If I could be so free to interpret this, I would say it was an act of conciliation. They were just ordinary believers attending the church mass, and we, the foreigners, were paying 50 USD (a fortune in Ethiopian terms) for the privilege to access the site. It’s hard to confront the demands of those who practically finance the church.
The possible interpretation for those who willingly participated could have also been the financial reimbursement for the photo they were hoping to get. It is not unusual for poor Ethiopians to ask for money in exchange for posing for a portrait.
My “colleague” with a hat was directing one older local to walk left and right, a gazillion times, until he made a perfect shot. At the end of a rather exploitative session, the old man said the only English word he knew of: “Money!” The Chinese guy pretended this was the only English word he didn’t understand.
He ignored the old man’s open palm, acting as if he doesn’t hear him, and continued shooting other motifs instead. I intervened and told the photographer that I believe this gentleman expects him to pay him for this modeling service. He still ignored both me and him.
Only when I came very close to him, did he open his wallet and hand over 5 bir (9 cents) to the Ethiopian. It was the first small victory of mine in watching this exploitation unravel.
Fake one, take twelve: Fighting fire with fire
As I’ve learned in that Indonesian art gallery (check it out, it was Pipeaway’s most viral article), people do tend to act irrationally when confronted with a photo opportunity.
While the Chinese episode in Ethiopia did not have all the elements of the selfie mania I have witnessed on the bridge over the River Kwai in Kanchanaburi, Thailand, it still had elements of vanity too.
These photo aficionados from China were borrowing people’s netelas, entering their sleeping caves in the walls, and pretending to read the usurped Bibles for the photo.
Everything they were documenting that day in Lalibela was just fake. And they thought they could pay 5 Ethiopian bir for it.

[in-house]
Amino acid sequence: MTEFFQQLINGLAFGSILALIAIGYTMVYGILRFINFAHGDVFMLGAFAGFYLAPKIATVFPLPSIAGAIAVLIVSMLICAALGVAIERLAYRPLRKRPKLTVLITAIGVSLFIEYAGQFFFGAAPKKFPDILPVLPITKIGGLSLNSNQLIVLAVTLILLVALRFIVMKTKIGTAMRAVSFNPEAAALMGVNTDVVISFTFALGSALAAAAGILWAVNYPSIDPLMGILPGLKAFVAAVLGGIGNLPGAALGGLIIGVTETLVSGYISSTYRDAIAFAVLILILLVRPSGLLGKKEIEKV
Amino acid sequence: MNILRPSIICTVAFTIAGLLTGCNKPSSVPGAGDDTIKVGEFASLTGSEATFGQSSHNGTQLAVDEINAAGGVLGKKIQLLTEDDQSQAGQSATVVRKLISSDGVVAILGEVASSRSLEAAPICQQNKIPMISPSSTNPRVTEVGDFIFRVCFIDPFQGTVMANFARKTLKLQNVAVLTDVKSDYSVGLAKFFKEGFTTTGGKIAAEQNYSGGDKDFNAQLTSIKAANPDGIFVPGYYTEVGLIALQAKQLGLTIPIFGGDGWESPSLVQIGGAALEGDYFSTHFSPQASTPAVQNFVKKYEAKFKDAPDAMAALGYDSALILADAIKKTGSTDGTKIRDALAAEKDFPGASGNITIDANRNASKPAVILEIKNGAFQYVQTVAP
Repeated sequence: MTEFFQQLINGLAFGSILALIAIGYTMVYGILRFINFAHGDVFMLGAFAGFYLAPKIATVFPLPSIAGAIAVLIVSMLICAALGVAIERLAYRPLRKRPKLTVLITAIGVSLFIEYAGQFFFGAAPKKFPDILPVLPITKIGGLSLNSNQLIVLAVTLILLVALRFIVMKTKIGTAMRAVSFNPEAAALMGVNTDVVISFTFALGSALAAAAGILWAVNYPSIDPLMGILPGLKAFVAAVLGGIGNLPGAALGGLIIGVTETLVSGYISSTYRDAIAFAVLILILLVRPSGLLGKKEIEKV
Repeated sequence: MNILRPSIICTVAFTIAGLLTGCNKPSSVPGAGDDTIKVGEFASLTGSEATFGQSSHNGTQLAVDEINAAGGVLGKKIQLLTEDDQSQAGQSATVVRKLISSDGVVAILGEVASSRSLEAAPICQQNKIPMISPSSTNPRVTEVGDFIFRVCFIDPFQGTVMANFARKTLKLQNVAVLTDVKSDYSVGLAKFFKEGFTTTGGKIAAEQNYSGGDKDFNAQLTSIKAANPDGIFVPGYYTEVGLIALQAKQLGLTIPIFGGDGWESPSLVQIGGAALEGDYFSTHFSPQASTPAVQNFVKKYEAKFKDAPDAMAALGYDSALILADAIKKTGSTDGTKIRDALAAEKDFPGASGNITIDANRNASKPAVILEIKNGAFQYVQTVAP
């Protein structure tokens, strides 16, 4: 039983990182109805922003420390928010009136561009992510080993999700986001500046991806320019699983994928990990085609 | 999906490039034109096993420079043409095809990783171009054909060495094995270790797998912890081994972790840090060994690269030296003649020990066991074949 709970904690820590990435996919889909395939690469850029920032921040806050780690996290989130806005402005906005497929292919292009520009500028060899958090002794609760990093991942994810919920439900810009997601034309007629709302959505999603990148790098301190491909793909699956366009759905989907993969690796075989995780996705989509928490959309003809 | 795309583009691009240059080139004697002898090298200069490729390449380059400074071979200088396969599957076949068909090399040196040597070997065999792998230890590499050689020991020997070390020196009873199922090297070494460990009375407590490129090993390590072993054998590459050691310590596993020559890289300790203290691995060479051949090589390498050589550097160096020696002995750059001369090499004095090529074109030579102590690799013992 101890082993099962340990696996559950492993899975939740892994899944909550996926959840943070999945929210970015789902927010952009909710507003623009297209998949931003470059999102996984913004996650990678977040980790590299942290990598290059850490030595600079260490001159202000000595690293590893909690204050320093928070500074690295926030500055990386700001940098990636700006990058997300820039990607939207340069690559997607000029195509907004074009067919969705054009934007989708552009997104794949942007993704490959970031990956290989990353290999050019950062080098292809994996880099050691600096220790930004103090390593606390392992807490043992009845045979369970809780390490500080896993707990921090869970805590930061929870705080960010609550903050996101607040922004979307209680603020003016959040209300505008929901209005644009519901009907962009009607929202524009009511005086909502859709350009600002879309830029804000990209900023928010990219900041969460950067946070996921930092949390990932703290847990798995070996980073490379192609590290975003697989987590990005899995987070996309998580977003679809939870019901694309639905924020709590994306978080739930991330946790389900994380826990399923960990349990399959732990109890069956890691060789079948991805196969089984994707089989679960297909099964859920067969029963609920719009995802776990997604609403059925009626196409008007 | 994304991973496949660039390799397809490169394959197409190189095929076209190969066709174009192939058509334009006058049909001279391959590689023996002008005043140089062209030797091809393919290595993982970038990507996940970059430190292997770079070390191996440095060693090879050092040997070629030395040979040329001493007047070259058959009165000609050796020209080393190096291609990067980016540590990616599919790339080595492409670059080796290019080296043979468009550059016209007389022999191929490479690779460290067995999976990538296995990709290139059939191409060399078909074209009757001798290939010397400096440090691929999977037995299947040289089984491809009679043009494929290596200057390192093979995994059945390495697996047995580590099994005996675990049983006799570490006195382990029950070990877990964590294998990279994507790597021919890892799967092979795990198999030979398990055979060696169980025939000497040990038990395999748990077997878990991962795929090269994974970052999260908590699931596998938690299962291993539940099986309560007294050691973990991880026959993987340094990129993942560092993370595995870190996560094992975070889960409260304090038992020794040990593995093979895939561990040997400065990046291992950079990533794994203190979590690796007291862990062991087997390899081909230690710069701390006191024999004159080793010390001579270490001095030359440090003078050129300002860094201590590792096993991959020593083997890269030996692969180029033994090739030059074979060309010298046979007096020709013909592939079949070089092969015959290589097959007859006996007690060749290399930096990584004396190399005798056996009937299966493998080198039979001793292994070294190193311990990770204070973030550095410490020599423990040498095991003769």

Then this 5-year-old boy in a blue hood showed up. Later I would learn his name was Ashenafi Sisay. He politely approached one of the camera-clicking intruders and raised his hand for a greeting. But his handshake intention was ignored.
When you constantly exploit people for photographs, you might start confusing every raised hand for a financial demand you would prefer not to answer. This amiable boy just wanted to be a good Ethiopian, but he was invisible.
A young man, later I would learn his name was Sigey Melkame Bejena, was one of those churchgoers abducted for the Chinese photo needs. From afar, I saw he didn’t feel pleasant in the role, and I tried to use body language to signal to him that he WAS allowed to say ‘no’.
But even when Sigey raised his hand to protect himself from the lens, and demanded not to be photographed anymore, he was ignored.
At that moment, I just couldn’t hold it anymore. The instinct took over my actions. I took my own photo camera, approached the Chinese, and started to shoot THEM from up close!
Mad in China
They were infuriated. This simple performative gesture of mine was all it took to stop them from molesting the Ethiopians. And now they turned to me.
“No, no!”, the Chinese with a hat screamed. He raised his hands, protecting himself from my lens, the similar way that Sigey tried to say ‘no’ to him just moments ago. But there was a difference. Sigey was not on the edge of becoming violent.
“Delete! Delete!”, the photographer requested in a huff.
“Why would I delete it?”, I asked innocently. “I will not delete the photos. You are exotic to me!”
“Delete!!!”, he insisted.
“What seems to be the problem?”, I played dumb. “You are photographing them, I am photographing you. We are all just taking photographs!”
My subtle lecture on ethical behavior in photography did not seem to hit the fertile ground. Which was logical. If the Chinese could have ever imagined what they were doing was wrong, they wouldn’t have been doing it in the first place. So it seemed as if I was trying to communicate with someone who obviously didn’t speak the same language.